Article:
The wounded healer is sometimes the best choice of therapist

Sometimes, it really does take one to know one.  Not every counselor can work well with every patient.  It is hard to understand how people can presume to know bereavement and grief when they have lost no one of significance in their lives.  Surely everyone has experienced loss at some time.  However, the death of a tame woods animal is usually, qualitatively, very different from the death of one’s parent or sibling or spouse or child.

Conventional wisdom in the mental health fields holds that personal experience with a patient’s issues will interfere with required objectivity in the treatment of the patient.  It is said that a subjective view will produce fractured treatment, unwieldy counter-transference issues, and unhealthy end results.  This is not always so.  Personal experience with bereavement, and good restorative grief work, can lead to excellent therapeutic alliances and impressive outcomes for patients.

Objectivity is not necessarily the highest goal for which the grief counselor must strive.  Certainly the highest goal is the formation of a therapeutic partnership with the patient.  Rapport matters.  The partnering involves trust.  It involves a feeling of acceptance.  It involves the patient’s belief that the therapist values the patient, understands the problems, and has the patient’s best interest at heart.  The therapist shows respect for the worth and dignity of the patient by active listening.  Psychotherapy is the purchase of friendship, as one psychologist pointed out.  It is often a one-way friendship in which only the patient’s life is discussed in detail.  The therapist freely adds vignettes from his own life, in relation to clarifying a patient situation or comments.  While objectivity may be important in some form, it is not the most primary goal in effective counseling.

Furthermore, there is no such thing as complete objectivity in interpersonal relations.  The word objectivity can be defined this way:  existing independently of perception or an individual’s conceptions; uninfluenced by emotions or personal prejudices.  Freudian psychoanalysis is considered to be the prototype of objectivity in psychotherapy.  Even there, no strict objectivity exists, nor did it exist in Freud’s life and time.  His patients came to his home, the location of his offices.  They had lunch with his wife and played with his children.  Many of his patients were also his professional followers and colleagues.  Objectivity is virtually impossible under such circumstances.  Objectivity did not exist in this case.  All of us are influenced by our emotions and perceptions.  That is the nature of the human condition.  It is true for the patient and it is true for the counselor.  We are only human.  We are also compassionately human.

The concept of objectivity in grief counseling should be revised.  Bereavement and grief are inherently non-objective.  Death and dying evoke some of our strongest, deepest feelings.  No one gets rid of those feelings.  The subject of death and dying affects all of us.  Eventually, everyone suffers significant losses.  Eventually, every one of us will die.  Our work in this field is heavily influenced by our emotions and personal perceptions.  This is well known and carefully documented.  The only remaining question is the weight of any of our uncontrolled, poorly managed emotions and perceptions in the treatment of our patients.  If we are continuously introspective and insightful, accepting of our woundedness, and able to exercise thoughtful control over our emotions, that is the most we can ask.  Self-awareness is vital.  That is sufficiently objective.  It is good enough for outstanding grief counseling to be accomplished.  That is the purpose of our work.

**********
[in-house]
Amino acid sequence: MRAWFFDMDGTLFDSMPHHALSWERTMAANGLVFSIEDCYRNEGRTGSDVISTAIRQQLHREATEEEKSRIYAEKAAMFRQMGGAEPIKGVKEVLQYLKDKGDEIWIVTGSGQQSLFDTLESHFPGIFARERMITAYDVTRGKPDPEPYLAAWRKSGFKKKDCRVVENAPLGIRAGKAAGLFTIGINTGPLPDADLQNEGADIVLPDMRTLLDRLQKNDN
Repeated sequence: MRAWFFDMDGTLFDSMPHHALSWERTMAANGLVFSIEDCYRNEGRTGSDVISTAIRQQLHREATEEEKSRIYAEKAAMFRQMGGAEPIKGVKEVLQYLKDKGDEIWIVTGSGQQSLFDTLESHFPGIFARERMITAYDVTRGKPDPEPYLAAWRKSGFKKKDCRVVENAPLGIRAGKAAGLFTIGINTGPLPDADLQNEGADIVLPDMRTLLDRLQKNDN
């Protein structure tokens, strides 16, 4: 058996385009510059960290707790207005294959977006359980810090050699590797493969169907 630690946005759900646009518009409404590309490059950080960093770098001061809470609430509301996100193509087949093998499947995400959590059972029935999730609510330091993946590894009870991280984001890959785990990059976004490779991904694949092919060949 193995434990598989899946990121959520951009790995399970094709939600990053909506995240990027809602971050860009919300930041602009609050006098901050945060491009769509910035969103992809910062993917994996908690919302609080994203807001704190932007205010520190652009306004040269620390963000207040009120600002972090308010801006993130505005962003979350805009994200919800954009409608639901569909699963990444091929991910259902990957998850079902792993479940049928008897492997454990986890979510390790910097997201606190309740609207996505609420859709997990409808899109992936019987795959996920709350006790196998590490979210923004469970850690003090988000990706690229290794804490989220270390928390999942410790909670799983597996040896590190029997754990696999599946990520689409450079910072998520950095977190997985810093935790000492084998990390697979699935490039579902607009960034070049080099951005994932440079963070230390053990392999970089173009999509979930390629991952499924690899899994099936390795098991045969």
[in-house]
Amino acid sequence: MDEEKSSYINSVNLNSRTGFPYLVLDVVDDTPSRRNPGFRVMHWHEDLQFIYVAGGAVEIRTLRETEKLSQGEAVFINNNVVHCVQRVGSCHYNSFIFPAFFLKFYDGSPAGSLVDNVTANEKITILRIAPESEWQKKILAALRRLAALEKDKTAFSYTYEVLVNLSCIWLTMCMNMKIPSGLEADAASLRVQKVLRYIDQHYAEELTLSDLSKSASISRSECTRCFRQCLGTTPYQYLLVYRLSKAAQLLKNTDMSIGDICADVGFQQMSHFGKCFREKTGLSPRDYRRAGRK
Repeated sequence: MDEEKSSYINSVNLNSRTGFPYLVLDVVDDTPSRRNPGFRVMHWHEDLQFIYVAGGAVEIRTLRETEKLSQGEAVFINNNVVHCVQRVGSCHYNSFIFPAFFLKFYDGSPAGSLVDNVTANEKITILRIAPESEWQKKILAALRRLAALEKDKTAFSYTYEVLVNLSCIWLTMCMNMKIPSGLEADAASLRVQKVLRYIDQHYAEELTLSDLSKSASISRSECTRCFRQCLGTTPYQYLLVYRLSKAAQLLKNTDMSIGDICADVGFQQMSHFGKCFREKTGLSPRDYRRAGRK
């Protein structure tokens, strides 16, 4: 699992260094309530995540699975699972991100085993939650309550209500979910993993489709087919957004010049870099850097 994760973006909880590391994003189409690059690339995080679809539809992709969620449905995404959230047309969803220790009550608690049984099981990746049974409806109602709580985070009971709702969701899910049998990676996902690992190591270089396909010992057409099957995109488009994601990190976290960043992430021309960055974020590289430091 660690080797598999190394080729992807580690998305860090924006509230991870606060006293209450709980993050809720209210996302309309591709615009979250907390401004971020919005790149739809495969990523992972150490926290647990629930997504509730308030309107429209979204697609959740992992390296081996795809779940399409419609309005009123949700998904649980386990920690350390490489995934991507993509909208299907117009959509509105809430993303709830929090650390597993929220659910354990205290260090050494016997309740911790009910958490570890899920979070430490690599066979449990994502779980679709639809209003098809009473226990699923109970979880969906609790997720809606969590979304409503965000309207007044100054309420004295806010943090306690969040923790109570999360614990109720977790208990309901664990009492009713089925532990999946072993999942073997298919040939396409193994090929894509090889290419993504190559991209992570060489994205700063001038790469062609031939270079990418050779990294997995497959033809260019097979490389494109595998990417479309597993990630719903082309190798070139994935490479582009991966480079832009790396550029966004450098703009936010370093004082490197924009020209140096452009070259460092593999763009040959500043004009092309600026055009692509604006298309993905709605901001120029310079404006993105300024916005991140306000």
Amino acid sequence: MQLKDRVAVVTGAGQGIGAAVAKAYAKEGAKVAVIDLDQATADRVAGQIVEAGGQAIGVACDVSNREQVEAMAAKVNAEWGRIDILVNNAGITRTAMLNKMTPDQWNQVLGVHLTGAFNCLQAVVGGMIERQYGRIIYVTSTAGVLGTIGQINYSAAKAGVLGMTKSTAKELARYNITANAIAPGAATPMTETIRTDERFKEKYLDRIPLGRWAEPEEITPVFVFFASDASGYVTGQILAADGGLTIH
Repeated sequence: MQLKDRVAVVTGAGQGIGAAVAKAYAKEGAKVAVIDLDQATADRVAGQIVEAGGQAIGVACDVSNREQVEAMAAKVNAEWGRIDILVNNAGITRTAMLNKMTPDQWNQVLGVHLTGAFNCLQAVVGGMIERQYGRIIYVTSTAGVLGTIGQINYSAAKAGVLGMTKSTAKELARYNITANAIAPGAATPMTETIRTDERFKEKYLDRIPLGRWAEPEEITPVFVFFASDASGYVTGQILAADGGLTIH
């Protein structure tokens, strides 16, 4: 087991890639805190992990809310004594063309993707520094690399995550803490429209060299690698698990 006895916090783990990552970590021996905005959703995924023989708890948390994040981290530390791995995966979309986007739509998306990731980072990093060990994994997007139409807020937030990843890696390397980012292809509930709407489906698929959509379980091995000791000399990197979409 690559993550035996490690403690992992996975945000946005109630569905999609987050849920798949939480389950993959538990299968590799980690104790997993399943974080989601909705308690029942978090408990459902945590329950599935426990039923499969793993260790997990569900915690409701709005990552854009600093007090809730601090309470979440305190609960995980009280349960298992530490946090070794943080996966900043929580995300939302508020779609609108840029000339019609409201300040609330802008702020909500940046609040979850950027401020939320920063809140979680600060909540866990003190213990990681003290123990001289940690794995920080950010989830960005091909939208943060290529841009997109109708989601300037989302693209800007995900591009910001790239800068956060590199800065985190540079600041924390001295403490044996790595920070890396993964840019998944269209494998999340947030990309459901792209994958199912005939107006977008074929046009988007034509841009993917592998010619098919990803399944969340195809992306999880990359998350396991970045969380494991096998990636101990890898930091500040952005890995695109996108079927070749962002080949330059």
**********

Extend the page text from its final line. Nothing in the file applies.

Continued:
Psychologist Stephen Diamond writes: “One of the advantages of being a psychotherapist is that we get to focus sometimes on the suffering of others rather than our own.  And we can find meaning and fulfillment in supportively helping others survive suffering.  But note that it is the woundedness itself — and not necessarily the fully healed psyche of the psychotherapist – that deepens and intensifies the wounded healer’s compassionate healing power.  Indeed, I would say it is partially the psychotherapist’s personal acceptance of his or her own (and life’s existential) suffering and imperfection that enhances the capacity to heal others.”  Psychologist Carl Jung created the term wounded healer and remains one of its primary examples.  This is creative suffering.

The wounded healer is sometimes the best choice of therapist.  This is a fundamental principle of Alcoholics Anonymous and many other self-help groups.  It is also true of many special situations; e.g., child death and Holocaust survivorship.   Those who have been through the trouble are frequently best suited to earn the patient’s trust and confidence and lead the way to healing.  Prepared to lead through some of the difficult grief work.  They are at least a few steps ahead of the patient and able to guide the pathways forward.  Bereaved patients are strongly inclined to greater trust of those who have had – and survived – experiences similar to their own.  The patient need not waste time in lengthy testing of the knowledge, sensitivity, and genuine caring of the counselor.  Death should not be a stranger to the grief counselor.  Therapeutic benefits will often be much quicker, healthier, and more durable if the grief counselor himself is a wounded healer.

Rea L. Ginsberg is a retired social worker and hospice coordinator.

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